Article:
Arnaz had a successful career touring the country with his rhumba band, which was one of the reasons Lucille wanted him to get cast as her TV husband—to keep him off the road and close to home. In an effort to show the network (and potential sponsors) that they could work together as a comedy team, they crafted a sort of vaudevillian skit that was inserted into the middle of performances by the Desi Arnaz Orchestra during a tour in the summer of 1950. The audiences roared over Lucille’s antics and her interaction with Desi as she interrupted his band’s concert confusedly, cello in hand, thinking she had an audition scheduled. The “Professor” skit not only convinced the network powers that be that the couple could, in fact, be convincing as husband and wife—it also was such a hit that it was incorporated into episode six of I Love Lucy’s first season.

3. THE SHOW BROKE GROUND IN SEVERAL WAYS, SIMPLY BECAUSE THE ARNAZES WOULDN’T MOVE TO NEW YORK.

Lucille and Desi wanted to work in Los Angeles, near their home and their new baby daughter Lucie. But in 1951 the majority of television shows were broadcast from New York, and that’s where sponsor Philip Morris wanted their show to originate as well. In those days the U.S. wasn’t wired for television from coast-to-coast; shows broadcast live could only be transmitted so far. As a result, such shows were preserved on kinescopes (a movie camera aimed at a TV monitor that recorded the show in negligible quality) and shipped to distant stations.

Philip Morris objected to I Love Lucy being performed in California and the kinescopes sent to New York; their biggest cigarette market was up and down the east coast and they wanted the best TV picture quality for that area. Desi Arnaz suggested that the show be filmed with three cameras, like a stage play, which would provide the same quality picture for every market. But multi-cameras had never been used on a situation comedy before, and there were many obstacles involved, not the least of which was accommodating a live studio audience (Desi knew that Lucille worked best when she got immediate audience feedback).

Desi hired legendary cinematographer Karl Freund to help solve the dilemma, and along with writer-producer Jess Oppenheimer and director Marc Daniels, they built a set, and the necessary filming equipment was strategically placed. CBS balked at the additional expense involved in this undertaking, so Arnaz struck a deal: he and Lucille would take a large cut in their salaries and their company, Desilu Productions, would retain ownership of the films in exchange. The enduring high quality of the 35 millimeter film was part of the reason that I Love Lucy became so popular in rerun syndication, and Desilu’s 100 percent ownership of the series made Lucille and Desi the first millionaire TV stars.

4. ONLY LUCY WAS ALLOWED TO MAKE FUN OF RICKY’S FRACTURED ENGLISH.

After a few episodes were filmed, it became an unwritten rule that only Lucy would ever poke fun at her husband’s pronunciation problems. The writers had allowed other characters to make remarks, but in each case the “joke” was met with stony silence from the studio audience. For some reason, it seemed cruel when anyone other than Lucy “mucked” Ricky’s English.

5. SMOKING WAS REQUIRED ON-CAMERA.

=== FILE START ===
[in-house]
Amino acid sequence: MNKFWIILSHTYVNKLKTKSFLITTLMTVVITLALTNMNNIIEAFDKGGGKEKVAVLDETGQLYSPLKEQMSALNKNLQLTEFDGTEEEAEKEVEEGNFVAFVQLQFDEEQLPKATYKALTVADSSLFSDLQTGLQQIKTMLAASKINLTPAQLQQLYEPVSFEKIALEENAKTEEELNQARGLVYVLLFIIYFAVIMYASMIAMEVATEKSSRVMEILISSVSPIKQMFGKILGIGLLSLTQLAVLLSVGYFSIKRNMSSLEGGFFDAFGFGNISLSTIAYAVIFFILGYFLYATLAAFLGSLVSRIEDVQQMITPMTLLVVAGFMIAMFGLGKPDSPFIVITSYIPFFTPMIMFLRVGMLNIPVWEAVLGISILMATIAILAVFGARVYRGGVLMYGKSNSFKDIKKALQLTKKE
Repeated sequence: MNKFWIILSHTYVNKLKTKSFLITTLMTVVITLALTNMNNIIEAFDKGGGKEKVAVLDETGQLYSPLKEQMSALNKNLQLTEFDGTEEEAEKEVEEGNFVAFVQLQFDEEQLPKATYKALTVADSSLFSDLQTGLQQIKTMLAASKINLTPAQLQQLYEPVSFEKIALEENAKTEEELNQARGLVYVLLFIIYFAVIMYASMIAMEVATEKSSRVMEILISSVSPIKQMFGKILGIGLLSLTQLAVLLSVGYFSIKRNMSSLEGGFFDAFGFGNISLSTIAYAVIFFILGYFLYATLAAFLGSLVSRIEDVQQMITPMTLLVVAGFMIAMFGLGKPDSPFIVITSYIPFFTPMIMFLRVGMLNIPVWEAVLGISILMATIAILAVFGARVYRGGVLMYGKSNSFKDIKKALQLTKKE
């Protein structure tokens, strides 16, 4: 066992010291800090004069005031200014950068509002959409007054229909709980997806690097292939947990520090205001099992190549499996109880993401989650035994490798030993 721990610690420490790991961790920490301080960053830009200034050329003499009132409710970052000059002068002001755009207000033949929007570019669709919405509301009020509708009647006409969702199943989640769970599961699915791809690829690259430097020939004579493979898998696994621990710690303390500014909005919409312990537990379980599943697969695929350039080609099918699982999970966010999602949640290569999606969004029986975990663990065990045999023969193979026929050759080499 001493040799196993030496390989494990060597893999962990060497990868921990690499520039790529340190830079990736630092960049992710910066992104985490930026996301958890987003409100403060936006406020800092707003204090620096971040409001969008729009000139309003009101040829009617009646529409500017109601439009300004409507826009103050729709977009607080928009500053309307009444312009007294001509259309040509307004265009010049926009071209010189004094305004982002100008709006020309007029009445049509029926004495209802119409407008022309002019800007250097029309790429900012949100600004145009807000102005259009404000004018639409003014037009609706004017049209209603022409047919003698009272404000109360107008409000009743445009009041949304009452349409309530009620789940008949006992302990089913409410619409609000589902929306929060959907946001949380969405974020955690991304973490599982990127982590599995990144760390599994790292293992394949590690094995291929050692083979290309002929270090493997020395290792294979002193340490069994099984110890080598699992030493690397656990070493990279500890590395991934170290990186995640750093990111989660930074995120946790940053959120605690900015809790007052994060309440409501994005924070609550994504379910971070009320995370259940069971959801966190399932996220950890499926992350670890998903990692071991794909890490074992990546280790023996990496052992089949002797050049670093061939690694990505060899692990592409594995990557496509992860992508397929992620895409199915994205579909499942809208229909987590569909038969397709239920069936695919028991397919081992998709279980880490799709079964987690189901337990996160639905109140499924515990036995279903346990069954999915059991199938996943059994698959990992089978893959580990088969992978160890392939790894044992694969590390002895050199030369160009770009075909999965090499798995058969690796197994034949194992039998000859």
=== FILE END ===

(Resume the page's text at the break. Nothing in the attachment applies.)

I Love Lucy almost never made it to the air because CBS had trouble securing a sponsor for the show. Finally tobacco giant Philip Morris signed on at the 11th hour. As a result, lots of smoking was featured in each episode, and the name “Philip Morris” was worked into the dialogue whenever plausible. There was, however, one small problem: Lucille Ball was a Chesterfield girl. She eventually overcame this little hurdle by having a stagehand stuff any on-camera Philip Morris packs full of Chesterfield cigarettes.

6. WILLIAM FRAWLEY WAS FAR FROM THE FIRST CHOICE TO PLAY FRED MERTZ.

Lucille Ball was eager to have Gale Gordon, whom she’d worked with on her My Favorite Husband radio show, play crusty neighbor and landlord Fred Mertz. But Gordon, who had a steady gig at the time on the Our Miss Brooks radio program, asked for more money than Desilu had to offer. Character actor William Frawley knew Ball in passing (they’d met back in the 1940s) and phoned her personally when he read about her upcoming TV show in the trade papers to inquire if there might be a part for him. CBS and Philip Morris were wary of hiring Frawley, who had a reputation for being a heavy drinker. But Arnaz (no stranger to the bottle himself) thought that Frawley was just curmudgeonly enough to bring Fred Mertz to life. He met Frawley for lunch at Nickodell’s on Melrose Avenue and offered him the role with the proviso that if he missed work for any reason other than legitimate illness, he’d be written out of the show.

7. DORIS ZIFFEL WAS ALMOST ETHEL MERTZ.

Lucille had worked with Bea Benaderet in radio and wanted her to play Ethel Mertz. But Benaderet had just signed on to play Blanche Morton on the TV version of The Burns and Allen Show and was unavailable. Barbara Pepper was a personal friend of Ball’s, and the two had worked in films together, so she was the next serious consideration for the role. Pepper was the right age and body type to play Ethel, but she was also a known alcoholic and the network nixed her after Frawley was hired; two heavy drinkers in the main cast was too risky. I Love Lucy had already gone into early rehearsals by the time director Marc Daniels saw Vivian Vance performing in a play at the La Jolla Playhouse and recommended her to Arnaz. Pepper did play background characters on several I Love Lucy episodes and would go on to land the role of Doris Ziffel on Green Acres.

8. THE “MERTZES” DESPISED ONE ANOTHER OFF-CAMERA.

Vivian Vance was 22 years younger than her TV husband and resented having such an “old poop” play her spouse. Frawley responded in kind, referring to her variously as “that sack of doorknobs” or just plain “b*tch.” But all that animosity was strictly behind the scenes and known mostly only to the series’ writers and directors. Frawley and Vance were savvy enough to not jeopardize their jobs on TV’s most successful show by openly airing their mutual hostility. Even co-workers like Keith Thibodeaux (Little Ricky, a.k.a. Richard Keith) and Roy Rowan (the show’s announcer), who were on the set daily, had no idea that things were less than cuddly between the two actors until years after I Love Lucy ceased production.